I host a guest post on this here blog from time to time for various reasons. This one is from my friend and amazing writer, Jo Anderton. Jo’s new book, Guardian (Book 3 of The Veiled Worlds), the final book of the trilogy, is out TOMORROW! It’s a fantastic series and so worth your time and effort. Meanwhile, Jo’s been very honest about what it’s really like to be a writer sometimes and I couldn’t agree with this post more. – Alan
Writing isn’t always sunshine and rainbows, but at least there are video games
I’ve never liked the term “writer’s block”. Even now, I’m not keen on it. Writer’s block sounds like a plumbing problem, with a quick and easy answer possibly involving a plunger. I prefer writer’s “there’s stuff going on and it kinda sucks so let’s learn to be gentle to ourselves, yeah?” Experience has taught me this. Although I admit it’s not as catchy.
There was a lot of that “stuff” going on in my life last year. Some of it was writing related. Some of it was real life related. All of it sucked, and it got in the way, and my writing just… stopped.
This had never happened to me before, and it was awful.
I felt like a failure.
There was a long while when I couldn’t have written those words. I’m still tempted to delete them. I didn’t talk about them either, except to my closest writing friends, the ones who would really understand. For everyone else I plastered on the smile, posted on Facebook and tweeted on Twitter, went to work, and neatly changed the subject if writing or stories or books came up. It wasn’t that I didn’t want to write. I had ideas, I had plans. I even had deadlines. But every time I sat down and managed to squeeze words out onto the keyboard, I hated them. And I mean that in the absolute ugliest sense of the word. I loathed every single thing I came up with, with all my body and soul. They made me sick. They made me angry. They made me cry.
So I gave up trying.
At the time, I thought this made me useless and pointless and absolutely not a writer. But now, I think it’s the best thing I could have done. I let it all go, stopped hating on myself, and found a distraction. In video games. In the Giant Bomb 2009 Persona 4 Endurance Run, to be precise.
Video games have been a distraction of choice for some time now, but this was different. For one thing, there wasn’t any actual playing involved. Instead, hubby and I were absolutely addicted to a video of a couple of blokes playing a long, complicated game that we had already played. Yes, you heard me. We played Persona 4 ages ago and loved it. We knew all the plot twists, how to get the true ending, and when not to cast bufu. We can fuse personas like a boss, sing the Japanese Junes jingle, and spent way too much money in Tokyo on merchandise.
So why the addiction? Jeff and Vinnie from Giant Bomb are hilarious to listen to, so that definitely helped, but I don’t think that quite explains it. At least not for me. It was… comforting. Does that sound strange? Because we’d already been there, explored the world, and knew the characters so well, it felt a little like coming home.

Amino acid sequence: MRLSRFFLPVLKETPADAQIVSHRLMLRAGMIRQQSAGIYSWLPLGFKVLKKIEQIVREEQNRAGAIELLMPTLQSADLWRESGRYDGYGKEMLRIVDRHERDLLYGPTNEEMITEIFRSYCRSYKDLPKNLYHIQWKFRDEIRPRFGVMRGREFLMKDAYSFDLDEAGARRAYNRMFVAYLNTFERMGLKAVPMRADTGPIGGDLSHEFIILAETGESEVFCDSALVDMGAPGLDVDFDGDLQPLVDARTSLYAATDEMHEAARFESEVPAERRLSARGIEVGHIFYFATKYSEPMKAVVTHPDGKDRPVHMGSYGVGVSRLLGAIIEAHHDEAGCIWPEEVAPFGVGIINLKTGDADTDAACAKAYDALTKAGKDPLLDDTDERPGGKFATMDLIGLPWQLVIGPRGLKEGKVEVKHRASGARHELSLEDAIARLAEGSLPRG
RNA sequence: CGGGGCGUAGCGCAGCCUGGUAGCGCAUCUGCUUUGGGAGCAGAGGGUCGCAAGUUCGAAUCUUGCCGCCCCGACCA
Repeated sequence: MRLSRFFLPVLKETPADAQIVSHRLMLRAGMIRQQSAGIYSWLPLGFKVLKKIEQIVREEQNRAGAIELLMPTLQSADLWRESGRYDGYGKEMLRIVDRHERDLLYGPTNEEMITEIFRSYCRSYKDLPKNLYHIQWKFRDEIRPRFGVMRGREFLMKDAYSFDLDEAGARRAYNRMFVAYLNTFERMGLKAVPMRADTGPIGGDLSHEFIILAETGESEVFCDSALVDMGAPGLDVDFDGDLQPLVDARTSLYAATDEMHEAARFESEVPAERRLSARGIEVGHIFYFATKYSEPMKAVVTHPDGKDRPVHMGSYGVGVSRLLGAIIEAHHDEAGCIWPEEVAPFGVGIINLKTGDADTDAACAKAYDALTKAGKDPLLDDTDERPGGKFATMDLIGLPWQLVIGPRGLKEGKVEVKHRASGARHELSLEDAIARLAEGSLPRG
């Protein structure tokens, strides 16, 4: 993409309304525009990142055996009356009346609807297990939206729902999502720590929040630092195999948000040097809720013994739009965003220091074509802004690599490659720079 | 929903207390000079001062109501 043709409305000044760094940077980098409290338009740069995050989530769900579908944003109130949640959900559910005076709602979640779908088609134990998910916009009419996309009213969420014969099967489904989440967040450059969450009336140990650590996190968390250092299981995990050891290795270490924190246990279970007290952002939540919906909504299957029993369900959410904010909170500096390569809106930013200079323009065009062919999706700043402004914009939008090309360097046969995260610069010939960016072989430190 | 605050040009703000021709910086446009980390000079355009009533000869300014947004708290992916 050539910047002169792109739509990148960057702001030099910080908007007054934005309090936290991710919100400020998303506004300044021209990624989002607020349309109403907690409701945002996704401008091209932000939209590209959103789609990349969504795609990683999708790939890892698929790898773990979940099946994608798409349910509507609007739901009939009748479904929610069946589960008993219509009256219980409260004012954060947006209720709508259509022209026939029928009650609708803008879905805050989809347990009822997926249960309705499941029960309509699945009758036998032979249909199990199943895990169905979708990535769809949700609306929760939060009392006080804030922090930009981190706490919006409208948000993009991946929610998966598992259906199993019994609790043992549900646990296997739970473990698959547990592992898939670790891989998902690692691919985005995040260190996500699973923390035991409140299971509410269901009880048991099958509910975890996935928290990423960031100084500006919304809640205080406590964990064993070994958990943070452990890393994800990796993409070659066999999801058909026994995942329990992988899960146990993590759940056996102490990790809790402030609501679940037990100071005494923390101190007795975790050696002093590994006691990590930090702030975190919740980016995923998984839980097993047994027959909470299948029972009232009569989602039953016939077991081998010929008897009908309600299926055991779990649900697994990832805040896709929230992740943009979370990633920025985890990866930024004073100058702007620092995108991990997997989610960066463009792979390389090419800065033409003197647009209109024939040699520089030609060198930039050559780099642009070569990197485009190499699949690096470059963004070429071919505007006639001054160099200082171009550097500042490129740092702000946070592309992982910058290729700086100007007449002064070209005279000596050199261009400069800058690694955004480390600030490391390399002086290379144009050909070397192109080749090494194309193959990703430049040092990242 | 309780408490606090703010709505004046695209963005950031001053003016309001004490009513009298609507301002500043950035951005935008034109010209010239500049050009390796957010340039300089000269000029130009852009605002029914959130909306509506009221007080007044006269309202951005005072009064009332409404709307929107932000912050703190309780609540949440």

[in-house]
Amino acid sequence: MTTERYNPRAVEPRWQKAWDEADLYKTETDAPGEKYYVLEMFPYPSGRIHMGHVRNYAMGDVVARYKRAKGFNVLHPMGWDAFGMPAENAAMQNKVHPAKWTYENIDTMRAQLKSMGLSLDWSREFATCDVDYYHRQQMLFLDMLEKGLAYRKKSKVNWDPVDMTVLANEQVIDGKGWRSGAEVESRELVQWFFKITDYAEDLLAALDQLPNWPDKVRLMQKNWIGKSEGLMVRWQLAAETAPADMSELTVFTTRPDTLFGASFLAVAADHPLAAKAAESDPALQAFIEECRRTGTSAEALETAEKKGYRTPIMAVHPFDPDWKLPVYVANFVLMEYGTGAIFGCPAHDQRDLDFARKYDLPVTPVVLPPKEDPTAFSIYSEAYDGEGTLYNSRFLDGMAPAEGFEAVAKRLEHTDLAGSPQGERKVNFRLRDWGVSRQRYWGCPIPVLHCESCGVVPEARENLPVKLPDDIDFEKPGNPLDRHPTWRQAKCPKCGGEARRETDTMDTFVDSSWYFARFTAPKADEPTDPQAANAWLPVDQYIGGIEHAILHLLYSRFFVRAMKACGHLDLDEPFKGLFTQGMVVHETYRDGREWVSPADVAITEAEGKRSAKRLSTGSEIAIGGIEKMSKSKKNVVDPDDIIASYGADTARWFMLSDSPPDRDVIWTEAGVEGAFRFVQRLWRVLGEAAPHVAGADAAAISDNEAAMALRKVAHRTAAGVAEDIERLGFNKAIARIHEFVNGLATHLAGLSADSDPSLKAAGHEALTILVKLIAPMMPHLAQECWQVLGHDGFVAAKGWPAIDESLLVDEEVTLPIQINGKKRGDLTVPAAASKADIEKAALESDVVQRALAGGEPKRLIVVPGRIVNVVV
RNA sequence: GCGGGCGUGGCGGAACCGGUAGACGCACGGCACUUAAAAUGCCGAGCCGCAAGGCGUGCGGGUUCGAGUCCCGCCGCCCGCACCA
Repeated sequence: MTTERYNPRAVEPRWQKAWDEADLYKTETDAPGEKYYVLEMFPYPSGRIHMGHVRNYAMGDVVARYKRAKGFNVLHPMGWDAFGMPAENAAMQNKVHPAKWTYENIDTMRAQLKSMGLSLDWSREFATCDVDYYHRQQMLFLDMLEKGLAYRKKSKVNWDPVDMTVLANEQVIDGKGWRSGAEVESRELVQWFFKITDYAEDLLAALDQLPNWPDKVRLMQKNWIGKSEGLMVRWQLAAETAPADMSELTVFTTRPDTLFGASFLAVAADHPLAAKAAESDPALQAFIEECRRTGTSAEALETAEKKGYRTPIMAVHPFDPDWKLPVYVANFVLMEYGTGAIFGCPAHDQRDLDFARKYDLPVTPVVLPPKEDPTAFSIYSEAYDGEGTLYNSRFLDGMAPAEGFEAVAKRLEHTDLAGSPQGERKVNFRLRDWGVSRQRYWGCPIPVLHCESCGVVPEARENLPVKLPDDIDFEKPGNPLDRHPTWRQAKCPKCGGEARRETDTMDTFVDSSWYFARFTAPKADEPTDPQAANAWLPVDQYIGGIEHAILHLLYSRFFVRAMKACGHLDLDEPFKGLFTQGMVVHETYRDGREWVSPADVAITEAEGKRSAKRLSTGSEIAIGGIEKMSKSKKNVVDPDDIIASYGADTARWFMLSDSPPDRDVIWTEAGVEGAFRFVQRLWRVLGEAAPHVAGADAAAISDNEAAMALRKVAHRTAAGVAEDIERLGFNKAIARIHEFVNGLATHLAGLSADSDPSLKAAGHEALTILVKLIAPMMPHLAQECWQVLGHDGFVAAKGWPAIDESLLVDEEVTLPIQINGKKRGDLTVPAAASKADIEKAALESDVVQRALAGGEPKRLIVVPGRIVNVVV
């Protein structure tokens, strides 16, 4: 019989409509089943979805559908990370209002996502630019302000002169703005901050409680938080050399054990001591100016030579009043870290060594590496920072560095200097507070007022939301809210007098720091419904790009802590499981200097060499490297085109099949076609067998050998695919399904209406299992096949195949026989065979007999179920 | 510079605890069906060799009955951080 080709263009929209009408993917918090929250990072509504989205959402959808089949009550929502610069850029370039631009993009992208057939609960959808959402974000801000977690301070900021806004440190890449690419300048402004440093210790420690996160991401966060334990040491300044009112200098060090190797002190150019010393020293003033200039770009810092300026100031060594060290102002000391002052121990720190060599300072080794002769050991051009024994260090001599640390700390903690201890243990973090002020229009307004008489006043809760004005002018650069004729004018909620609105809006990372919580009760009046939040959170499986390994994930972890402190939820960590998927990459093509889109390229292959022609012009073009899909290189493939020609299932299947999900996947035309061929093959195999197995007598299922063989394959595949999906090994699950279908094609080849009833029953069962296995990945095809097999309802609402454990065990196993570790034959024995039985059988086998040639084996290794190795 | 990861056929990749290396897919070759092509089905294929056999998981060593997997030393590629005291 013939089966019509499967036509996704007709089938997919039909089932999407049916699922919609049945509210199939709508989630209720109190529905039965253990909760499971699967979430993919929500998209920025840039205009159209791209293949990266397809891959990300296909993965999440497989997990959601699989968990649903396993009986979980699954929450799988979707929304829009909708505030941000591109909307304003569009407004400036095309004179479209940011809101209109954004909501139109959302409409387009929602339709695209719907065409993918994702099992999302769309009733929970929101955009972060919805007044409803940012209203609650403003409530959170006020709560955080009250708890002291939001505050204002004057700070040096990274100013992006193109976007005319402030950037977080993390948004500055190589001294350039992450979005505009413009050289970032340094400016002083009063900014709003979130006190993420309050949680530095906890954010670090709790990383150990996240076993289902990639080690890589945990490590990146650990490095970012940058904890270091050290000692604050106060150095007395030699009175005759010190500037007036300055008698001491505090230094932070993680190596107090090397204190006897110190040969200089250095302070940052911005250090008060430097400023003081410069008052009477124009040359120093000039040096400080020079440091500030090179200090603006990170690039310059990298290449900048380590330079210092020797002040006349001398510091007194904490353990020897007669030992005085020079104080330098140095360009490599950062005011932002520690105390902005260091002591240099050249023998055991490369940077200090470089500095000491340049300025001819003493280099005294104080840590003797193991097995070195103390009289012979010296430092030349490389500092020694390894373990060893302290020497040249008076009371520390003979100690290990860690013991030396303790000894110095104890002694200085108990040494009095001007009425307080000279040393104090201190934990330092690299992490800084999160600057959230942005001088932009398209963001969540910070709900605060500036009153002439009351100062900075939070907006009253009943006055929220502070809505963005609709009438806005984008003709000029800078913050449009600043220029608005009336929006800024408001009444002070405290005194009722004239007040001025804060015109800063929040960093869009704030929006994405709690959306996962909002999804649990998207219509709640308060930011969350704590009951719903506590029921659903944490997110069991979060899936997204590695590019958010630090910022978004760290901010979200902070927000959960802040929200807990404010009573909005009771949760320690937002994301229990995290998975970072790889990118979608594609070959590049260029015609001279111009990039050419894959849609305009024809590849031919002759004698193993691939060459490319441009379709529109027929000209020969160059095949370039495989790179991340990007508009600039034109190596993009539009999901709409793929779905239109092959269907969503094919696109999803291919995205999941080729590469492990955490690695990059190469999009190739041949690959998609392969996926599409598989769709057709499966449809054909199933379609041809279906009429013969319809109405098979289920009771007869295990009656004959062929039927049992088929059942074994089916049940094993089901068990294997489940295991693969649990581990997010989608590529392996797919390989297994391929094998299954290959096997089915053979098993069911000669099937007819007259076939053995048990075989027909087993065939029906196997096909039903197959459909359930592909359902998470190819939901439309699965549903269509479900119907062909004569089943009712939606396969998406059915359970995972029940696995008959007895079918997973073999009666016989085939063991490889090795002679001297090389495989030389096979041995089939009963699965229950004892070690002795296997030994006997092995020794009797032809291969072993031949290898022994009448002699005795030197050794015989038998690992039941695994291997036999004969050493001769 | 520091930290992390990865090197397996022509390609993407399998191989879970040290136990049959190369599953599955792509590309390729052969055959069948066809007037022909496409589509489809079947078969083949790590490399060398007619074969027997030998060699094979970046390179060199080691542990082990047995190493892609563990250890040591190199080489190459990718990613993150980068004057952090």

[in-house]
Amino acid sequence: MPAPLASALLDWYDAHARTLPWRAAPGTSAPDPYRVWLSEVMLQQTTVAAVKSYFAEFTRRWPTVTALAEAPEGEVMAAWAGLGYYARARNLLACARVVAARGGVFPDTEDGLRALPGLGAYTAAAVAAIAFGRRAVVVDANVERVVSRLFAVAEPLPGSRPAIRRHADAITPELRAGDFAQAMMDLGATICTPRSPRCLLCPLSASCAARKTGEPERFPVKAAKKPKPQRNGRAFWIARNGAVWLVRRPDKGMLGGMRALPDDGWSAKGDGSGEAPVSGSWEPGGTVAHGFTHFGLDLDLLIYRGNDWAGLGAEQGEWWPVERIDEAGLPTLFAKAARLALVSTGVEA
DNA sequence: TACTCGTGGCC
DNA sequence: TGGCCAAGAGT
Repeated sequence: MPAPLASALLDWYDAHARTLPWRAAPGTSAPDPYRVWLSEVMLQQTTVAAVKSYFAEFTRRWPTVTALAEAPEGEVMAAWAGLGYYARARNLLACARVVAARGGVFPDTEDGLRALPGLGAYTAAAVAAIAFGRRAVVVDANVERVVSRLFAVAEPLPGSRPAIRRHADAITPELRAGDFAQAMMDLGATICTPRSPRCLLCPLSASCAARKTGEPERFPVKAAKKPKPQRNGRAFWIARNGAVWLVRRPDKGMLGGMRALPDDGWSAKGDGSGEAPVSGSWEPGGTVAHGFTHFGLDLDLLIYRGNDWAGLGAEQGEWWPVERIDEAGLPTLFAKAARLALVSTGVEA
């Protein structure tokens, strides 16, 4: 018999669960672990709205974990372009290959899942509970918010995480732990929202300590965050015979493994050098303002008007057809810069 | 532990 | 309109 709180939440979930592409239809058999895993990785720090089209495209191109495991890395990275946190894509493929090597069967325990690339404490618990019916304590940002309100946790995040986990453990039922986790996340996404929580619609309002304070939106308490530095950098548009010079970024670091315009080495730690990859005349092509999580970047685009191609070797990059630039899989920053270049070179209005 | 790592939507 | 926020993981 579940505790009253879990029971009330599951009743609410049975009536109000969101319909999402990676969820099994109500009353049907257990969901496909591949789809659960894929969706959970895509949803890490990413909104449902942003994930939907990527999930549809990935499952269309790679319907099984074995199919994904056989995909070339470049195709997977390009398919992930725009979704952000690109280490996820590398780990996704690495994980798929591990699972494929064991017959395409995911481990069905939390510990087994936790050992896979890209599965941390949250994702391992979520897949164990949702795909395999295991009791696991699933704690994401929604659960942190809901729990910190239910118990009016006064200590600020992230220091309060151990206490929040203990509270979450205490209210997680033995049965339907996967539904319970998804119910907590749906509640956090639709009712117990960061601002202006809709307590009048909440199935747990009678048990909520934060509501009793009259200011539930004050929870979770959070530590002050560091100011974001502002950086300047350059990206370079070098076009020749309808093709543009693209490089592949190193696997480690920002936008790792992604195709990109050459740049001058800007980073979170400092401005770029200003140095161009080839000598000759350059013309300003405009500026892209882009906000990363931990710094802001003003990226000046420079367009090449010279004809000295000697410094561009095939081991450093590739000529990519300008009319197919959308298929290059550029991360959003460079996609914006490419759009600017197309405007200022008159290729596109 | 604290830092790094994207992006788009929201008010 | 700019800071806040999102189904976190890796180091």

Every day, for at least a couple of months, when I wasn’t at work or forced to leave the house for some other “real life” reason, we sat on the couch and watched the boys from Giant Bomb play Persona 4. At first, I felt awfully guilty about it. I mean, can you think of a lazier thing to do? So I fought the addiction, tried to write, failed, and ended up back on the couch feeling miserable. But after a while, I just gave myself permission to rest, and enjoy it.
That’s where my whole “there’s stuff going on and it kinda sucks so let’s learn to be gentle to ourselves” came in. I stopped being so damned hard on myself. I’m not a blocked drain that needs chemicals or plungers or whatever it takes to get moving again (and this is the last time I use that analogy!). I needed rest, or healing, or something like that, and the Giant Bomb endurance run was the form my healing took.
So that’s what we did, and it worked. I came out the other side of those 155 videos feeling refreshed and ready to write again. I have a few theories as to why. First and foremost, I needed to stop, and I gave myself permission to do so. I know I keep repeating this but I think it’s vital. There’s a lot of advice out there for writers, and one that gets repeated a lot is the whole “write everyday” thing. I agree with this to some extent – not necessarily that you have to write everyday, but rather the message that dedication and routine are essential. However, I now believe that you also need to know when not to write (and learn to tell the difference between laziness, and a genuine need to take time out, or refresh the creativity well).
Second, my writing break had time constraints. I only stopped long enough to watch the endurance run, beginning to end. Which is a considerable amount of time, I am aware of that! But my point is that it wasn’t indefinite. It was a nice, neat little package of downtime. When I was finished with it, I could tape it up, put it away, and get back to normal.
Last but not least is that whole “coming home” thing. I didn’t just mope around feeling awful, but I totally indulged in something that might sound strange to other people, but made me happy. No stresses, no pressure – I wasn’t even doing the playing! I just sunk back into a world I knew and loved, and enjoyed watching other people experience it for the first time.
This is what I’ve learned. Sometimes, writing is hard. And that’s fine. Sometimes, life makes it impossible. And that’s fine too. Just remember to be kind to yourself, and always have a goal to get back on track.
You can find Jo Anderton online at http://joanneanderton.com/wordpress/ and on Twitter @joanneanderton